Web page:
Category Archives: Myths and Legends

The legend of Dona Paula

Dona Paula is a secluded bay where the two major rivers of Goa, Mandovi and Zuari meet the Arabian sea. Initially, the village, Oddavell, was named Dona Paula after the historical figure, Dona Paula de Menezes. It is one of the most popular and romanticised place in Goa with a beautiful view. There are numerous collections of ghost stories about Dona Paula. On moonlit nights at the stroke of midnight, she rises from the sea wearing a string of pearls and nothing else. Various legends are associated with this story.

DP view

-According to one of the legends, she was a lady in waiting of the Portuguese Governor generals wife and the Governor was enamoured of her. The Governor’s enraged wife stripped her except for the pearl necklace (which was a gift from her unfaithful husband), bound her and pushed her from the cliff of the then, Oddavell.
-Another popular legend describes Dona Paula, as a Portuguese viceroy’s daughter who fell in love with a local fisherman. This aroused the racist feelings and anger of the Portuguese and she hurled herself over the cliff.
-Yet, one legend describes her as Dona who married Paulo, a fisherman. One day, he ventured to the sea and never returned. The dutiful wife waited for him at the cliff for the rest of her life and got turned into stone.

The twin sculptures of a man and a woman on the rocks at Dona Paula are not of Dona Paula and her lover. They are in reality the sculpture of Mr. and Mrs. Robert Knox
The twin sculptures of a man and a woman on the rocks at Dona Paula are not of Dona Paula and her lover. They are in reality the sculpture of Mr. and Mrs. Robert Knox

-Gasper Dias, a nobleman, is also considered one of her lovers. It is believed that he betrayed her and married someone else. The heartbroken Dona Paula jumped from the cliff. Her ghost appears at night to look for the nobleman and exact her revenge.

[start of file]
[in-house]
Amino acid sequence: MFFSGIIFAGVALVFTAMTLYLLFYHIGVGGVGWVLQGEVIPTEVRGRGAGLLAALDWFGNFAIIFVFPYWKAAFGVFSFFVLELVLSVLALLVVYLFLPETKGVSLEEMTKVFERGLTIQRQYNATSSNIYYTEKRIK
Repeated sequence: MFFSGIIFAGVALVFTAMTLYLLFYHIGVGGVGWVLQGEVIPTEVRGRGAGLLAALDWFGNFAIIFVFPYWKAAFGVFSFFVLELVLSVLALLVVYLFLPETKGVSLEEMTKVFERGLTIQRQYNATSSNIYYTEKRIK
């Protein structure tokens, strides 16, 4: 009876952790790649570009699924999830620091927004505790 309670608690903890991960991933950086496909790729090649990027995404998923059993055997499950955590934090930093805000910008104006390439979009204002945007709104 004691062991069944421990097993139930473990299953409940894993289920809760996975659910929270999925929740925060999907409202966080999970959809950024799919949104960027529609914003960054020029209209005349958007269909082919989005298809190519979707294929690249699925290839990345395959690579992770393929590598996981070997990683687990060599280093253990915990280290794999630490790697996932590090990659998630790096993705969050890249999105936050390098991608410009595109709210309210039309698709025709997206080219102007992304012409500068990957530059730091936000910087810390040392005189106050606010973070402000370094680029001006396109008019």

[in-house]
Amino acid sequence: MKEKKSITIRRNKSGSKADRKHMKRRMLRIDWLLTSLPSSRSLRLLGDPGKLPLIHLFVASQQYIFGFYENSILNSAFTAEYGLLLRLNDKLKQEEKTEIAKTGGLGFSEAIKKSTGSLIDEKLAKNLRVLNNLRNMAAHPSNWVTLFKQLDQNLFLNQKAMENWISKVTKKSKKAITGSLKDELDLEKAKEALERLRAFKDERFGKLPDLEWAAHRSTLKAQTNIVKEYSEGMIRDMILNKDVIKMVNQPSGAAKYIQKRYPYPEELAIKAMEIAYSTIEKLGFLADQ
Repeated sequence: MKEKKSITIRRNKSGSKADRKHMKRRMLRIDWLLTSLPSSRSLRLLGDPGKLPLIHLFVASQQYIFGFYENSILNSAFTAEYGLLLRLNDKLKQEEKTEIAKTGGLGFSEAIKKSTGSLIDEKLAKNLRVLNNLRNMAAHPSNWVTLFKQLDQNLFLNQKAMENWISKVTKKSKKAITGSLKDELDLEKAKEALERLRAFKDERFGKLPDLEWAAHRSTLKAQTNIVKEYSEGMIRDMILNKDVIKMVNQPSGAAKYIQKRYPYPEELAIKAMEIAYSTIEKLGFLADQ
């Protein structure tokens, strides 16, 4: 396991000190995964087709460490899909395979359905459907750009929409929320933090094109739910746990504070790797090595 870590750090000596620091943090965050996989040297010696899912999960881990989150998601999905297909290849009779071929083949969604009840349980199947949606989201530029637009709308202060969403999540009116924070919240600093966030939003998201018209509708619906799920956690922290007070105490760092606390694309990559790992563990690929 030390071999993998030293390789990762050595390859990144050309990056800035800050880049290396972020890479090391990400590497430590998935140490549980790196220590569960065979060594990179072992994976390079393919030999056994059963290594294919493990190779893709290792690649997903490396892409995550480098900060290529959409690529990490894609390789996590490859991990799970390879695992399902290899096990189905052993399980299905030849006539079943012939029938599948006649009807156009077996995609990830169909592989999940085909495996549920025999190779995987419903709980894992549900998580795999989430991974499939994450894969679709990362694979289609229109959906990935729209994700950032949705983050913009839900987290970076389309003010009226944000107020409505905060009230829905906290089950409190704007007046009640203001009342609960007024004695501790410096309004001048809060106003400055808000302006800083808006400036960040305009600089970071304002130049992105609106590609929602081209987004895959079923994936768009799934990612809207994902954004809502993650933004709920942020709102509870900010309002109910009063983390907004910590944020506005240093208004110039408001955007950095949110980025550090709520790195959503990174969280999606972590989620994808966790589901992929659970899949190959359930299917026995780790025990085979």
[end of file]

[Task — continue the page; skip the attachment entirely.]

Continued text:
-Dona Paula de Menezes was a Portuguese viceroy’s daughter. She married in 1656 and came to be known as Dona Paula Menezes e Souto Maior. She was a woman of charity and is supposed to have done a lot of work for the betterment of the villagers. So, after her death, the villagers renamed the village to Dona Paula.
The crowded lane
The myths have contributed to the popularity of the beach and is one of the reasons why the beach is so crowded in the evenings though that isn’t the only reason. Dona Paula is one of the most beautiful, pristine beaches of Goa with its natural beauty. It is an ideal spot for sun bathing. It offers a fine view of Marmagoa harbour. It is also a treat for adventure lovers as it will give them a chance to indulge in water sports in clear waters.


Water sports

Related Articles

  1. Dona Paula-Dept. of Tourism, Goa
  2. Dona Paula- Wikipedia

Mythological water creature #4 Lernaean Hydra

Lernaean Hydra is a water beast from Greek mythology. Hydra had reptile like traits and possessed many heads. If one of its head was cut, it grew two more in its place.

Hydra has poisonous breath and is so venomous that even its tracks are deadly. It is supposed to guard the entrance to the underworld. Hmm,underworld really seems to have better security arrangements.

Mythological water creature #4
Lernaean Hydra (Hercules and his battle with hydra)
Artist : John Singer Sargent

Image: Courtesey Wikipedia


Mythological creature of water #3 Charon, the ferryman

Charon- ferryman of the underworld
Depiction of Charon by Alexander Litovchenko.
Image: Courtesey Wikipedia

Charon is a mythological ferryman who ferried the dead into the kingdom of dead across the river Acheron and Styx. He only ferried those who had been buried with coin in their mouth. The coin in the mouth was supposed to be a bribe to induce Charon to ferry them to the underworld. Lack of this toll for Charon would lead to a worse fate of isolation on the bank of river Styx for eternity. Wow, money is such a necessity even after death and I thought bribery works only in this world.

River Styx
River Styx

Mythological water creature #2 Bäckahästen

Bäckahästen is a mythological brook horse derived from Scandavian folklore. Celtic folklore also describes shape-shifting horses called kelpies. Bäckahästen could be a kelpie parallel. He is a beautiful white horse which appears in foggy weather to lure people to climb his back. After that, he gallops away and the rider is unable to get down. Bäckahästen just jumps into the river drowning the rider in the process.

Mythogogical creature of water #2
Bäckahästen/Brook horse

Image: Courtesey Wikipedia

Mythological water creature#1 Ashrays

The origin of Ashrays can be attributed to Scottish mythology. Ashrays can be male or female. They are completely translucent water creatures. Ashrays also known as Asrais or water-lovers are often mistaken for sea ghosts. Next time, when you look into clear waters try looking for Ashrays though only during the night. Ashrays are nocturnal creatures. If you manage to capture one, keep the Ashray away from sunlight unless all you want is a puddle of water.